Lufthansa's Boeing 747-8 jets feature on the German airline's key routes to Asia (including Hong Kong, Seoul and Tokyo) and the United States, including Los Angeles and New York to Frankfurt.
With up to 92 business class seats to choose from on any given flight – spanning both the main deck and the jumbo's iconic upper deck – the seat you select can have a big impact on your journey, so if you're planning to step aboard the 'new jumbo', here are our top business class seating picks, along with a few seats you might prefer to avoid.
Lufthansa Boeing 747-8 business class: seat map
Your Lufthansa Boeing 747-8 flight will have one of two seating layouts in business class. It's not that there are two different types of business class seats, rather, one layout simply has more of those seats than the other, which are spread across both the main and upper decks.
Regardless of which layout you get, upstairs is an all-business-class affair, with 32 seats in a 2-2 configuration across all of Lufthansa's Boeing 747-8 planes...
... while on the main deck, the seating comes in a 2-2-2 layout instead, given the wider cabin and second aisle.
Here's where there's a difference – some of Lufthansa's jumbos feature 92 business class seats in total, beginning just behind first class and stretching right back over the wings...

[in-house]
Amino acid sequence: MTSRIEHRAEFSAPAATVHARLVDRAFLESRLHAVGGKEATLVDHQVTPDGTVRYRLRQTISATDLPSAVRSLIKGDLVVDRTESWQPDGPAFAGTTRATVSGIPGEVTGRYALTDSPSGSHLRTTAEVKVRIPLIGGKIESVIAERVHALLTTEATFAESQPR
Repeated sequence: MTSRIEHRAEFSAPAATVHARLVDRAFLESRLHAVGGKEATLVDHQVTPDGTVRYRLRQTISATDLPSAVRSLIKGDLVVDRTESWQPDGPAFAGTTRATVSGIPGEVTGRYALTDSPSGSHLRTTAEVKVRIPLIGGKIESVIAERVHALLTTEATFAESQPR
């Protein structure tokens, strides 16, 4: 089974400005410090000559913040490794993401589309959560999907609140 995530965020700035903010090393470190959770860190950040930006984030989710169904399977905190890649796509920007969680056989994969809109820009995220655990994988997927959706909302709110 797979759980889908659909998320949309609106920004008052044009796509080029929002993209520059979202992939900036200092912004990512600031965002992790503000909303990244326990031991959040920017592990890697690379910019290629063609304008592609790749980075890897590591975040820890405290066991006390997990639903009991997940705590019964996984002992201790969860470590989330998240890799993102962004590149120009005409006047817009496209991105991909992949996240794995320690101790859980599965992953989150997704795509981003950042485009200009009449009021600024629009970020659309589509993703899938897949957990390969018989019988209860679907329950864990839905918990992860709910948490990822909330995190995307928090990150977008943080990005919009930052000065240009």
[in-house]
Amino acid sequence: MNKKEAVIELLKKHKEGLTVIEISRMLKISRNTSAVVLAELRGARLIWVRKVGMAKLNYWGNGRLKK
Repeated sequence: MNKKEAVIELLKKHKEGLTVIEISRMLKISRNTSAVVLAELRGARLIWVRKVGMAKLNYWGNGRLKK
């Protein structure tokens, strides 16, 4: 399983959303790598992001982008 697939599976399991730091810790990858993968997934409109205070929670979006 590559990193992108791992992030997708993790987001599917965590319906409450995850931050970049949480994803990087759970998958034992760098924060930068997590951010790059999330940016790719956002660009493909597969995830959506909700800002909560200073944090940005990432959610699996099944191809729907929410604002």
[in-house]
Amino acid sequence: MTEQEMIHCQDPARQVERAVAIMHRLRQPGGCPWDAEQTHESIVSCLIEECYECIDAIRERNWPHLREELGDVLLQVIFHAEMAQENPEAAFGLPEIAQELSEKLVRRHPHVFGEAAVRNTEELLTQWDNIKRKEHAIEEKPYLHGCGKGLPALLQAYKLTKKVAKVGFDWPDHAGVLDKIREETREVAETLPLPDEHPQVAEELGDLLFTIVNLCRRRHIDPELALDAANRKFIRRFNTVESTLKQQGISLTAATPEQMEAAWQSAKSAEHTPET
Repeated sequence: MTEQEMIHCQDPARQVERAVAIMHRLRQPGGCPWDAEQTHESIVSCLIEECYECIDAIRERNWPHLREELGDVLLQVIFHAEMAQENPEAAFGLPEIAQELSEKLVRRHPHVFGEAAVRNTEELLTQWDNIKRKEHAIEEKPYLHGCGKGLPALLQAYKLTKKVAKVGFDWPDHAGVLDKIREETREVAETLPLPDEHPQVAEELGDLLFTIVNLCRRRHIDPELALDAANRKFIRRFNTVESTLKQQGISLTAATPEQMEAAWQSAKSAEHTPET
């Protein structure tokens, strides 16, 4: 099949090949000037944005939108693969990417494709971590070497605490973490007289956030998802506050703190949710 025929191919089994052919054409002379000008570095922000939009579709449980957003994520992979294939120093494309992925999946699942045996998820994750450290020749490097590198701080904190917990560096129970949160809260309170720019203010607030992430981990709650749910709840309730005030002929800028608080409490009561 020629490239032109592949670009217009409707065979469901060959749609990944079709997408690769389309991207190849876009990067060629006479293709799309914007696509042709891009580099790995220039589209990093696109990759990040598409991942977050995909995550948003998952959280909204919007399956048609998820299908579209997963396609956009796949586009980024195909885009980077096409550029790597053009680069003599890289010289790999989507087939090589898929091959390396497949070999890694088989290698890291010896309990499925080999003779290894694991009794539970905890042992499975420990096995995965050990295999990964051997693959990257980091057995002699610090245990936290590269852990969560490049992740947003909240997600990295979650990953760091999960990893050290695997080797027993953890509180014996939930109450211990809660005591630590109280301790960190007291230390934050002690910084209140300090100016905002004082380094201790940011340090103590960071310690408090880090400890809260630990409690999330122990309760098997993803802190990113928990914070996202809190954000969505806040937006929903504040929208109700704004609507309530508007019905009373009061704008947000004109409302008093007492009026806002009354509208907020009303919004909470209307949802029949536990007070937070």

... while other jets have 80 business class seats instead, using the space of the 12 'missing' business class beds for 32 extra economy seats directly behind business class, with premium economy oddly remaining behind that, and then more economy seats at the rear:
The easiest way to see which aircraft type you'll be flying on is to look for rows 12 and 14 when choosing your business class seat: if you can see these rows, you're flying in the 'bigger' business class cabin – and if business class instead ends at row 11, you'll be flying in the 'smaller' business class cabin.
Lufthansa Boeing 747-8: best business class seats
For work and sleep, the main deck's D/G seats: In a layout like this, your best bet for an uninterrupted place to be productive or to catch up on rest is to select a seat in one of the centre groups on the main deck.
These are the only business class seats on the entire aircraft that don't require you to step over somebody to access the aisle or to be stepped over yourself, as passengers in the 'D' seats exit to one aisle, and those in the 'G' seats use the other.
For that private jet feeling, row 81 upstairs: Before you panic, you haven't been downgraded! On Lufthansa, business class is numbered as rows 4-11 or 4-14 on the main deck, and then rows 81-88 upstairs, with row 81 the pick of the bunch.
Facing forwards at the front of the cabin, the only time other passengers will pass by your seat is to visit the restroom – and even then, there's another at the back of the upper deck that many will use instead – and given the choice between an aisle or a window, I'd recommend the window for the view and the added privacy, even though you're not next to the aisle.